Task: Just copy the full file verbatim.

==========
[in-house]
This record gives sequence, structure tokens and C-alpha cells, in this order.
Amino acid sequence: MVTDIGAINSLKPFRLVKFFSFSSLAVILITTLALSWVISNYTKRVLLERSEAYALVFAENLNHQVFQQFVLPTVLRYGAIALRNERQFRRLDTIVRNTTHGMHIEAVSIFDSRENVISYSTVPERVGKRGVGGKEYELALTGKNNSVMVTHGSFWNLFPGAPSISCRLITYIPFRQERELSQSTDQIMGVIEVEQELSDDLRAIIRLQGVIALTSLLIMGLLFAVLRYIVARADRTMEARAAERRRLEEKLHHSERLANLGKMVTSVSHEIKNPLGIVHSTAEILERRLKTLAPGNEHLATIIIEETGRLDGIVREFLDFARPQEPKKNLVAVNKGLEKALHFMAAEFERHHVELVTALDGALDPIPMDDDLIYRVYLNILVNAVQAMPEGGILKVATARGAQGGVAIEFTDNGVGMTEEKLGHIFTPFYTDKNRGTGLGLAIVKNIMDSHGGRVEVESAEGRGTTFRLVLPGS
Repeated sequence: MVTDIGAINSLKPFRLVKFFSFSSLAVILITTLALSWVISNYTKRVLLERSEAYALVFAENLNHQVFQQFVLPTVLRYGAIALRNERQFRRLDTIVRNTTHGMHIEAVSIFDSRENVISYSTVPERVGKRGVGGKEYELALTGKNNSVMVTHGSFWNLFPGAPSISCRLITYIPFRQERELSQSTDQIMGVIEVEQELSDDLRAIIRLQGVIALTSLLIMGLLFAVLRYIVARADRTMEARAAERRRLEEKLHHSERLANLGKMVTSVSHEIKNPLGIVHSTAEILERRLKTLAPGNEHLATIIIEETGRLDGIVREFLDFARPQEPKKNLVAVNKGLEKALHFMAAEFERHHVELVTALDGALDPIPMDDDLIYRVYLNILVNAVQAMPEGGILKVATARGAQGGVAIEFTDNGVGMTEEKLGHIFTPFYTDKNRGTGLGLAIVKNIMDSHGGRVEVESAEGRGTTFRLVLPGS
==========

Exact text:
[in-house]
This record gives sequence, structure tokens and C-alpha cells, in this order.
Amino acid sequence: MVTDIGAINSLKPFRLVKFFSFSSLAVILITTLALSWVISNYTKRVLLERSEAYALVFAENLNHQVFQQFVLPTVLRYGAIALRNERQFRRLDTIVRNTTHGMHIEAVSIFDSRENVISYSTVPERVGKRGVGGKEYELALTGKNNSVMVTHGSFWNLFPGAPSISCRLITYIPFRQERELSQSTDQIMGVIEVEQELSDDLRAIIRLQGVIALTSLLIMGLLFAVLRYIVARADRTMEARAAERRRLEEKLHHSERLANLGKMVTSVSHEIKNPLGIVHSTAEILERRLKTLAPGNEHLATIIIEETGRLDGIVREFLDFARPQEPKKNLVAVNKGLEKALHFMAAEFERHHVELVTALDGALDPIPMDDDLIYRVYLNILVNAVQAMPEGGILKVATARGAQGGVAIEFTDNGVGMTEEKLGHIFTPFYTDKNRGTGLGLAIVKNIMDSHGGRVEVESAEGRGTTFRLVLPGS
Repeated sequence: MVTDIGAINSLKPFRLVKFFSFSSLAVILITTLALSWVISNYTKRVLLERSEAYALVFAENLNHQVFQQFVLPTVLRYGAIALRNERQFRRLDTIVRNTTHGMHIEAVSIFDSRENVISYSTVPERVGKRGVGGKEYELALTGKNNSVMVTHGSFWNLFPGAPSISCRLITYIPFRQERELSQSTDQIMGVIEVEQELSDDLRAIIRLQGVIALTSLLIMGLLFAVLRYIVARADRTMEARAAERRRLEEKLHHSERLANLGKMVTSVSHEIKNPLGIVHSTAEILERRLKTLAPGNEHLATIIIEETGRLDGIVREFLDFARPQEPKKNLVAVNKGLEKALHFMAAEFERHHVELVTALDGALDPIPMDDDLIYRVYLNILVNAVQAMPEGGILKVATARGAQGGVAIEFTDNGVGMTEEKLGHIFTPFYTDKNRGTGLGLAIVKNIMDSHGGRVEVESAEGRGTTFRLVLPGS